Most county roads now open to traffic
by Jennifer Cohron
Jan 30, 2014 | 1524 views | 0 0 comments | 46 46 recommendations | email to a friend | print
Most of the roads in Walker County were safe and open for travel Wednesday afternoon.

“Right now all of the main roads are passable. Everything north of Jasper is in good shape,” Walker County Commission Chairman Billy Luster said at noon on Wednesday.

Luster also predicted that any snow and ice still causing problems on secondary roads would dissipate before nightfall on Wednesday.

The Walker County Courthouse, which has been closed since 10 a.m. on Tuesday, will reopen today.

Luster said the southern and eastern parts of the county were hit hardest by Tuesday’s snowfall.

Roads in Dora, Cordova and Sipsey were among those closed Tuesday night because they had been deemed too dangerous for travel.

Part of Highway 269 south of Parrish was declared to be hazardous by the Alabama Department of Transportation for most of Wednesday morning, and drivers were being urged to use extreme caution in that area as late as 1 p.m.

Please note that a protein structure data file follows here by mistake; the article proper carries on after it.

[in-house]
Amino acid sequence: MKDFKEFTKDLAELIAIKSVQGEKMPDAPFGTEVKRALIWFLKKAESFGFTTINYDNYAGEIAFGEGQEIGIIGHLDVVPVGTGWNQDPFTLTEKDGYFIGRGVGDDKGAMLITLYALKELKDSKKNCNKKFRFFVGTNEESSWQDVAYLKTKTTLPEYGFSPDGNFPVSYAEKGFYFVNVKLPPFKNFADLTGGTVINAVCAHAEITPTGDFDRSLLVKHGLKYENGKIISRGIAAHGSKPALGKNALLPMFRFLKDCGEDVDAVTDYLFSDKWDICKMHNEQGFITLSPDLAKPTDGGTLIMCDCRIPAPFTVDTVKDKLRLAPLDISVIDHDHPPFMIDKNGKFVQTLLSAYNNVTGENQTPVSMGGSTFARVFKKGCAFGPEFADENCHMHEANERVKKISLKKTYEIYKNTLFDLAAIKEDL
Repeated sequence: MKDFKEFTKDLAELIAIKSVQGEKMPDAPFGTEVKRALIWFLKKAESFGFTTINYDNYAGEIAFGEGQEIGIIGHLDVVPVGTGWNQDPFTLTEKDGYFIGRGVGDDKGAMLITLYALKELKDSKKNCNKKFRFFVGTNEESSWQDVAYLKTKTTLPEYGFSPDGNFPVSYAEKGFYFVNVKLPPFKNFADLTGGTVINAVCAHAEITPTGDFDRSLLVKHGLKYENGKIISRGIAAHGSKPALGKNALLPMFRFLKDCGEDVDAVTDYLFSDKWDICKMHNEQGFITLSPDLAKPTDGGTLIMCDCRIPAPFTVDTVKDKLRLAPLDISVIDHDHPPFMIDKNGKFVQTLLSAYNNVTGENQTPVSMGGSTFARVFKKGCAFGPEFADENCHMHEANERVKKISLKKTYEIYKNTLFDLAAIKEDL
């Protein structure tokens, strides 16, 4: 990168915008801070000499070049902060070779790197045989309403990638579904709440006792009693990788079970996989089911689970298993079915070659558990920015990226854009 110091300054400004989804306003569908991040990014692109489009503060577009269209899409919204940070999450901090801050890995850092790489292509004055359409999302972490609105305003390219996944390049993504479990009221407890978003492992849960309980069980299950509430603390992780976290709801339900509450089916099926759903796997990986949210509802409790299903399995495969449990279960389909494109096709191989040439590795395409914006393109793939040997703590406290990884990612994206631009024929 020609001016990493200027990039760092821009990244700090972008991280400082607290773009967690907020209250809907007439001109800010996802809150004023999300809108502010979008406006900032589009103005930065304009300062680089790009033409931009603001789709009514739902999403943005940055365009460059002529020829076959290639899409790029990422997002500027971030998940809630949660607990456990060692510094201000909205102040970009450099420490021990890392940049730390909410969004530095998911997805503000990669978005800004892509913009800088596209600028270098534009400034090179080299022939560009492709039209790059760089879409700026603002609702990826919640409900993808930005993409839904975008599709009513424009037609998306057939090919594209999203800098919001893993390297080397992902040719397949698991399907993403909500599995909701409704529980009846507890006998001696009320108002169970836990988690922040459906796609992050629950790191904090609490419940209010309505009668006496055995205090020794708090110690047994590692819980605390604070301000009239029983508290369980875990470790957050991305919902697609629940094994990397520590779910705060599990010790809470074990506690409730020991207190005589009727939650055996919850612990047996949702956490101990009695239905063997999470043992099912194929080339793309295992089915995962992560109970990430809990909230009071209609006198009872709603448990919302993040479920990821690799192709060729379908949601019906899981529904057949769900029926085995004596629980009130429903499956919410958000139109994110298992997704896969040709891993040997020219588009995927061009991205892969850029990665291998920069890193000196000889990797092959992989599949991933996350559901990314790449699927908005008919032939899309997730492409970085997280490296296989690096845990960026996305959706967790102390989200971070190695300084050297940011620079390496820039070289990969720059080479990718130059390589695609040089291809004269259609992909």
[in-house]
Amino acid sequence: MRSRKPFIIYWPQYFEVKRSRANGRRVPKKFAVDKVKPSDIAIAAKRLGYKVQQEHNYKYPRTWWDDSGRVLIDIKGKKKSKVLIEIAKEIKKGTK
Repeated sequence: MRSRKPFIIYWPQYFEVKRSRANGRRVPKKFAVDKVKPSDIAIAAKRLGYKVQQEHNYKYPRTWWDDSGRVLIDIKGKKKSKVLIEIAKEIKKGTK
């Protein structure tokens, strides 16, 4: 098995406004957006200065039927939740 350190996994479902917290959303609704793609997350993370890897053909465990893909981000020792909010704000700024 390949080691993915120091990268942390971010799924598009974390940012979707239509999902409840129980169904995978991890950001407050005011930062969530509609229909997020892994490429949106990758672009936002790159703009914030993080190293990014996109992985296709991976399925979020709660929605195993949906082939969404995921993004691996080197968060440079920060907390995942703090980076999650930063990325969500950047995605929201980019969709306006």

Luster said members of the Walker County Commission spent most of Tuesday surveying road conditions in their areas, and county employees worked well into the evening addressing icy spots on roads and bridges.

Commissioners whose districts were affected the least made their resources available as the need arose.

“Any time that a request was made, they would send their equipment or their manpower into that area to help out,” Luster said.

Some preparations such as getting trucks loaded with sand had been made in advance in spite of the reports from multiple weather services that Walker County would not see any accumulation.

“Obviously, that was incorrect. They called our EMA coordinator Regina Myers around mid-morning and told her that the weather patterns had changed a little bit and it was going to be a little further north than they thought,” Luster said.

Luster commended Myers and Tommy Davis in the EMA office for their handling of the situation. Updates on road conditions were available to the public throughout Tuesday and Wednesday on the EMA’s Facebook page.

Luster said any new information received at the EMA office from state officials was passed along to commissioners and himself.

“They worked tirelessly throughout this whole thing to make sure that everything operated smoothly,” Luster said.